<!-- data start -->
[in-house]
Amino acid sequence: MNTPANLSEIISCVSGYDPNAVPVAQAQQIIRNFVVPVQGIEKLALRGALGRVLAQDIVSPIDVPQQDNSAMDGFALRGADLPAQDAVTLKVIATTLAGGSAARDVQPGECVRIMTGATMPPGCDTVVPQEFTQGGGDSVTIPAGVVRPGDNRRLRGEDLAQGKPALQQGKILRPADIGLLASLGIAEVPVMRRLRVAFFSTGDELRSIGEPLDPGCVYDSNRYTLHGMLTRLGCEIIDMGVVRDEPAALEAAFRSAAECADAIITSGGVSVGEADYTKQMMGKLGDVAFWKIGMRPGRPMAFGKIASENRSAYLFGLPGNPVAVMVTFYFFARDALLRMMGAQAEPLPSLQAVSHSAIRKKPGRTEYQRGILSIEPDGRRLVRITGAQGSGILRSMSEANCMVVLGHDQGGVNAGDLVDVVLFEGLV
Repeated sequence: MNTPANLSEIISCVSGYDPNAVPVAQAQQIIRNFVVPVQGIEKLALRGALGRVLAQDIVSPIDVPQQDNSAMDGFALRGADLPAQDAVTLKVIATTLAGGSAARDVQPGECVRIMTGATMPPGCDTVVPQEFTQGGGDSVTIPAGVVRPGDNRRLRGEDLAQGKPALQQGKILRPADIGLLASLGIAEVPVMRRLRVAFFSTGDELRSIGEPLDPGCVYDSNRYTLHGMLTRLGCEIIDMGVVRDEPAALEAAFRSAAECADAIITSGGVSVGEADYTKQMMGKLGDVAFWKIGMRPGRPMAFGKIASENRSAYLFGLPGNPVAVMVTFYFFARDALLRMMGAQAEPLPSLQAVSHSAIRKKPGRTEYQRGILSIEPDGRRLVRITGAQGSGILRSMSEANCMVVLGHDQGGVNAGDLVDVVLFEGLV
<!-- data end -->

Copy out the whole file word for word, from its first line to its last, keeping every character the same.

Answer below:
[in-house]
Amino acid sequence: MNTPANLSEIISCVSGYDPNAVPVAQAQQIIRNFVVPVQGIEKLALRGALGRVLAQDIVSPIDVPQQDNSAMDGFALRGADLPAQDAVTLKVIATTLAGGSAARDVQPGECVRIMTGATMPPGCDTVVPQEFTQGGGDSVTIPAGVVRPGDNRRLRGEDLAQGKPALQQGKILRPADIGLLASLGIAEVPVMRRLRVAFFSTGDELRSIGEPLDPGCVYDSNRYTLHGMLTRLGCEIIDMGVVRDEPAALEAAFRSAAECADAIITSGGVSVGEADYTKQMMGKLGDVAFWKIGMRPGRPMAFGKIASENRSAYLFGLPGNPVAVMVTFYFFARDALLRMMGAQAEPLPSLQAVSHSAIRKKPGRTEYQRGILSIEPDGRRLVRITGAQGSGILRSMSEANCMVVLGHDQGGVNAGDLVDVVLFEGLV
Repeated sequence: MNTPANLSEIISCVSGYDPNAVPVAQAQQIIRNFVVPVQGIEKLALRGALGRVLAQDIVSPIDVPQQDNSAMDGFALRGADLPAQDAVTLKVIATTLAGGSAARDVQPGECVRIMTGATMPPGCDTVVPQEFTQGGGDSVTIPAGVVRPGDNRRLRGEDLAQGKPALQQGKILRPADIGLLASLGIAEVPVMRRLRVAFFSTGDELRSIGEPLDPGCVYDSNRYTLHGMLTRLGCEIIDMGVVRDEPAALEAAFRSAAECADAIITSGGVSVGEADYTKQMMGKLGDVAFWKIGMRPGRPMAFGKIASENRSAYLFGLPGNPVAVMVTFYFFARDALLRMMGAQAEPLPSLQAVSHSAIRKKPGRTEYQRGILSIEPDGRRLVRITGAQGSGILRSMSEANCMVVLGHDQGGVNAGDLVDVVLFEGLV